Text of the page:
Parashat Vayelech 5780

Rabbi Richard Jacobi – 4 October 2019

Shabbat Shuvah

This is the first Shabbat of an overlap period – we’ve begun the new year, but are still concluding the annual cycle of Torah readings, which will end and begin again at Simchat Torah. I have come to respect the lack of neatness implicit in this period – life is often overlapping, untidy, always imperfect.

This is a reality that is echoed and addressed in the Torah portion and in the Haftarot (yes, it is a plural this week!). I would suggest that one phrase dominates the single chapter of parshat Vayelechchazak ve-ematz – be strong and resolute. In the thirty verses of D’varim (Deuteronomy) 31, it appears three times. The first is to all the people, the second and third are to Joshua, Moses’ successor, and there is also a negative version “Fear not and be not dismayed” also addressed to Joshua.

What does it mean to be strong and resolute? In the Book of Deuteronomy, the overriding theme is one of urging the Jewish people to stay loyal to God and to the laws and rules of Judaism. In today’s language, I’d suggest that this might be re-worded as ‘keep firmly to a sound moral compass, no matter what turbulence might seek to push you away from it’.

One thing being strong and resolute does not mean is to be unchanging, dogmatic or… It takes more strength to change and update your thinking than it does to dig yourself further into holding on to comfortable opinions and mind-sets. Judaism has always absorbed new learning and wiser sensibilities over the centuries, and our Liberal Judaism seeks to continue that evolution.

Shabbat Shuvah is the name for this sabbath that occurs between Rosh Hashanah and Yom Kippur. ‘Shuvah’ is the first word passage from Hosea (14:2) that forms the Haftarah to be read according to the majority opinion. ‘Shuvah’ means ‘return’ and is an instruction to return to the Eternal One. I’d say this time is about re-calibrating our moral compass, admitting that we have strayed in some way or other from doing what is both right and good. For something to be right means that it is legal; for something to be good means that it is morally and ethically sound. The Supreme Court found unanimously that something cannot be legal if it is so obviously unethical / unconstitutional. They have, in their judgement, reminded all of us that the end does not justify the means, that we have to act well. We can only act well if our thoughts and our words are soundly conceived and sensitively delivered.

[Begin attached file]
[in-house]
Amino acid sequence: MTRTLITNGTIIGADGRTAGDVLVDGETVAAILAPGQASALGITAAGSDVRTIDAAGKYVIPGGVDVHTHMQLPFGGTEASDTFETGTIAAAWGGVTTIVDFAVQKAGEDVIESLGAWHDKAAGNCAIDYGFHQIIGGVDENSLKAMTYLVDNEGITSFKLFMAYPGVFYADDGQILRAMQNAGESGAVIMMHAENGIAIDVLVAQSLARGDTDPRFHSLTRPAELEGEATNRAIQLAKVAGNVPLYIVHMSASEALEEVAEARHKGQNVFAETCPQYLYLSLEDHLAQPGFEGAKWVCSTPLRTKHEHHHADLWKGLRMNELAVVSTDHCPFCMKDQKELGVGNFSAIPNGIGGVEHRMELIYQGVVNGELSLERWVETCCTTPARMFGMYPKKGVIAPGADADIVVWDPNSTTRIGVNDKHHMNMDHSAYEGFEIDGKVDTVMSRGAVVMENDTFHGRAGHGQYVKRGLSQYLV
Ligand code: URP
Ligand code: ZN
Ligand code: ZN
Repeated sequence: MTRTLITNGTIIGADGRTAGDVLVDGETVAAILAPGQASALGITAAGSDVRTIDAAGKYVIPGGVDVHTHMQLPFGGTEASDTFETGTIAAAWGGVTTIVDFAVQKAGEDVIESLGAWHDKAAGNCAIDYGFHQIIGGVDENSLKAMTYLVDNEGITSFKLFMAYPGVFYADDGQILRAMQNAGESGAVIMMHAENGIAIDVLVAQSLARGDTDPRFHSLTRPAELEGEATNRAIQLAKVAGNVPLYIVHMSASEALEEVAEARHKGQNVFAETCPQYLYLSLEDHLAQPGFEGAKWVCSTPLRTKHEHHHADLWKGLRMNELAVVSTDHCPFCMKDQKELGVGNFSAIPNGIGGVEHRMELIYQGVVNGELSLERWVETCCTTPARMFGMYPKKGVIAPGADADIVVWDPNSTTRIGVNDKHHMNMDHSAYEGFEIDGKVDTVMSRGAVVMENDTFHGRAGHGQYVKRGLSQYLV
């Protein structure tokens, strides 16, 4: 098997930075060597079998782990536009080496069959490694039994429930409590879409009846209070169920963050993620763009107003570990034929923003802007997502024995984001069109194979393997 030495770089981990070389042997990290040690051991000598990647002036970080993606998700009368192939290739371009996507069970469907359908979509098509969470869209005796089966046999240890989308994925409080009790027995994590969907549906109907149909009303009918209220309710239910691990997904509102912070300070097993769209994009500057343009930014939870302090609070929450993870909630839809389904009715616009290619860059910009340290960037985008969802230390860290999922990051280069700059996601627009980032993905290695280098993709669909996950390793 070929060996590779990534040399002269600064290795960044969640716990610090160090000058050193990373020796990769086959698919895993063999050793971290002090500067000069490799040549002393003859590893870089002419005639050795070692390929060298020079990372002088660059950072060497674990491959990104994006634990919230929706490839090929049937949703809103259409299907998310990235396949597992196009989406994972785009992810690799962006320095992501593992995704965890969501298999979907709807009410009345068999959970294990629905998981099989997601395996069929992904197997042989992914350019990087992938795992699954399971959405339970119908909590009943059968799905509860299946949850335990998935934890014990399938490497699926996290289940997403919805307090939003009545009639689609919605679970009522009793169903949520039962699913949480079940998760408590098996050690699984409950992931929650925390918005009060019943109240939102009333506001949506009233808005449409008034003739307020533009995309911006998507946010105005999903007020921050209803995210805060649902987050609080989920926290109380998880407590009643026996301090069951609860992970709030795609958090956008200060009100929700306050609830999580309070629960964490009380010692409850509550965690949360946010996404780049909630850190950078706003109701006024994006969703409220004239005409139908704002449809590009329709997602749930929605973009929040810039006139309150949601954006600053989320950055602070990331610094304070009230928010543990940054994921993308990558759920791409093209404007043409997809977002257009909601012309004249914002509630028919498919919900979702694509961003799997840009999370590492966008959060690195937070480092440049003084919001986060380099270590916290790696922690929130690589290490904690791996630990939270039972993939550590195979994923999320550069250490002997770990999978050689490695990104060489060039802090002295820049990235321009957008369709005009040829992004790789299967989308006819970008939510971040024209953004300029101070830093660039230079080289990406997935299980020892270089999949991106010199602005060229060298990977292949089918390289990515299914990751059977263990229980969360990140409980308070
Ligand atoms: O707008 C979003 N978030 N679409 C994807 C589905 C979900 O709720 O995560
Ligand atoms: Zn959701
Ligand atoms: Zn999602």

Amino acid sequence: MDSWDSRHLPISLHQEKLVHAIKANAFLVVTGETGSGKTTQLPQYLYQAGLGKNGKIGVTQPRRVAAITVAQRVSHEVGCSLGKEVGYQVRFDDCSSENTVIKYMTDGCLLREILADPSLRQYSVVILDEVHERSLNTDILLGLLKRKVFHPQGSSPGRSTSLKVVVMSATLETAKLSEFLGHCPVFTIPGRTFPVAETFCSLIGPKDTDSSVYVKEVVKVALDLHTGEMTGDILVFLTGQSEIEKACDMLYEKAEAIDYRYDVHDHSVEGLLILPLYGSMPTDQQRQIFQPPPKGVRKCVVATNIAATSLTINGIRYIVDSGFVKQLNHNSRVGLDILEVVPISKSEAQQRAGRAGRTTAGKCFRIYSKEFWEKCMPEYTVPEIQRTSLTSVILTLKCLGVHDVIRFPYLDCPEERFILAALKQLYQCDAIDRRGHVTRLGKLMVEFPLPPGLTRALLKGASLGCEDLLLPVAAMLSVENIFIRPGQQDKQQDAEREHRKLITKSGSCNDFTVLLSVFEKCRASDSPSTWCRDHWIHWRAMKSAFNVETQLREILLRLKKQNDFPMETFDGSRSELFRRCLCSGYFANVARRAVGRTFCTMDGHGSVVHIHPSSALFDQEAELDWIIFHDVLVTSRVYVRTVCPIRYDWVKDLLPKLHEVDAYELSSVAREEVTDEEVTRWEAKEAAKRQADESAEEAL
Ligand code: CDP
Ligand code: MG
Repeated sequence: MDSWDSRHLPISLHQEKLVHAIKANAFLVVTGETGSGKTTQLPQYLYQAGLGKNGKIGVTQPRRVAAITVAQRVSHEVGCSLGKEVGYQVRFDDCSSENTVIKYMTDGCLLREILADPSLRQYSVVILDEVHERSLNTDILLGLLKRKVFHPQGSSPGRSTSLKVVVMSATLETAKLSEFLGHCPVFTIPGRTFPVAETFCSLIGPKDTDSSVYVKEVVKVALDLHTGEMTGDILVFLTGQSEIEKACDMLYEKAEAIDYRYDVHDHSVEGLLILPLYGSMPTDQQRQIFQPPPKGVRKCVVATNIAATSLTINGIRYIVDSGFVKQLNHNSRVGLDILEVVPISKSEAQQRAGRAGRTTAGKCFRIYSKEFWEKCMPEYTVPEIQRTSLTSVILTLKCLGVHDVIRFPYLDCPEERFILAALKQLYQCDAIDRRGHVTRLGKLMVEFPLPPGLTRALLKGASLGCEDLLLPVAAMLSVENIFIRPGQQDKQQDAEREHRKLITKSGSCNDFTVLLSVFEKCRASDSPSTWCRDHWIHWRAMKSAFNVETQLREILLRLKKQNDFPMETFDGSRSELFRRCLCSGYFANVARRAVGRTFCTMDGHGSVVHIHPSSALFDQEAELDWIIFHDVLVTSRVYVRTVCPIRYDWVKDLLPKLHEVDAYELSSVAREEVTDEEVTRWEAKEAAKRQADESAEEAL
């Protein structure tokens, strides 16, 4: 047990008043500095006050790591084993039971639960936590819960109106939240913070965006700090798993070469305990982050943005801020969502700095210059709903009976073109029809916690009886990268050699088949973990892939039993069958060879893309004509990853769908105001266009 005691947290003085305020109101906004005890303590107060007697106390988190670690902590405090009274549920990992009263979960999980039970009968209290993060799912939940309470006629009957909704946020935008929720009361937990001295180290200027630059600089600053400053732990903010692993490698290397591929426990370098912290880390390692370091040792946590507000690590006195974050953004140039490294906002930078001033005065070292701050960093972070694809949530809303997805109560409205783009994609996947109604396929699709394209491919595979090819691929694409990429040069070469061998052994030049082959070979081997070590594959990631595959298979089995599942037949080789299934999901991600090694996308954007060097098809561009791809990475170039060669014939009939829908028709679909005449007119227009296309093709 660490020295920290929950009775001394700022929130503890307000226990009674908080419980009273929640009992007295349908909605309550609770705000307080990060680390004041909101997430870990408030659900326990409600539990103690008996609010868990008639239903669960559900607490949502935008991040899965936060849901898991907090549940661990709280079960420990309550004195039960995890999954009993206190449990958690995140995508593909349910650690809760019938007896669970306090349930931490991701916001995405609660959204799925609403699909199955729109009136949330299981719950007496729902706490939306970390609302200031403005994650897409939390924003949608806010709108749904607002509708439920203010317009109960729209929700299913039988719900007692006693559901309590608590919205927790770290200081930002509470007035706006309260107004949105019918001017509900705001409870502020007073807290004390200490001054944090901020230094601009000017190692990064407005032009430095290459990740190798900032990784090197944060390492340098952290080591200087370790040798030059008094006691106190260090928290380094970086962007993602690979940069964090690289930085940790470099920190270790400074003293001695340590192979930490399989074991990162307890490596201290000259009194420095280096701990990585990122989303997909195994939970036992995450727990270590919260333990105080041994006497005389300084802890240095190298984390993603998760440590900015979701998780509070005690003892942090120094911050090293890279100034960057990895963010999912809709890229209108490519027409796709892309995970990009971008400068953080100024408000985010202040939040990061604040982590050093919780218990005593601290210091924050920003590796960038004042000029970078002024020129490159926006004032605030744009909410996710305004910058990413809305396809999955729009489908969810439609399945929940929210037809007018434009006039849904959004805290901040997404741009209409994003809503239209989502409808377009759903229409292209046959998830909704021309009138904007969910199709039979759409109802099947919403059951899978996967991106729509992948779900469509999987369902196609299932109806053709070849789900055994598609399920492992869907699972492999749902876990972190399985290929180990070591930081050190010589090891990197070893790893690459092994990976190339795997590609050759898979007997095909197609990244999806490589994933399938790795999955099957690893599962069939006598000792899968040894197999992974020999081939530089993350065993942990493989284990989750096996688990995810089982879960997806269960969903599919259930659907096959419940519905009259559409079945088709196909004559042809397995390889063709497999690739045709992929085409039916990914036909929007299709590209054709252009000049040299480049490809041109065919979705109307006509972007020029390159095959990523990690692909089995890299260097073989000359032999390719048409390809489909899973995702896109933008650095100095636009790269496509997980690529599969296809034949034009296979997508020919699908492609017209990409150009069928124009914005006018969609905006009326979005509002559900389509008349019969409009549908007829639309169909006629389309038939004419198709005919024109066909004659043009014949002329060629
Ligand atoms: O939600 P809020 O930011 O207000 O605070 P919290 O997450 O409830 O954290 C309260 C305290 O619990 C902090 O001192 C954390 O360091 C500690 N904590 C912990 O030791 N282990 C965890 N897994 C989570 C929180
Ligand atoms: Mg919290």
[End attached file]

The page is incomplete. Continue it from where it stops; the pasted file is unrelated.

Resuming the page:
The chapter of Vayelech reminds us to ‘be strong and resolute’. Shabbat Shuvah and this season of repentance (teshuvah) call upon us to heed the shofar’s blasts and awake from our sleepwalking into bad or harmful ways. Return is not nostalgia for what is past, but urging to make sure we are not corrupting ourselves through what we read, hear, think or say. We must remember the wise laws and teachings of our heritage; we must renew our commitment to act in ways that are both right and good.

The opening verse of the minority opinion’s Haftarah (from Isaiah 55) encourages us to “Seek the Eternal while there is still time; call out while God is near.” It’s not too late for us or our world if we will rediscover our strength and resolve, and return. We will never be perfect, we are human; but we can approach Yom Kippur next week confident that we will be forgiven and can start afresh on a better path.

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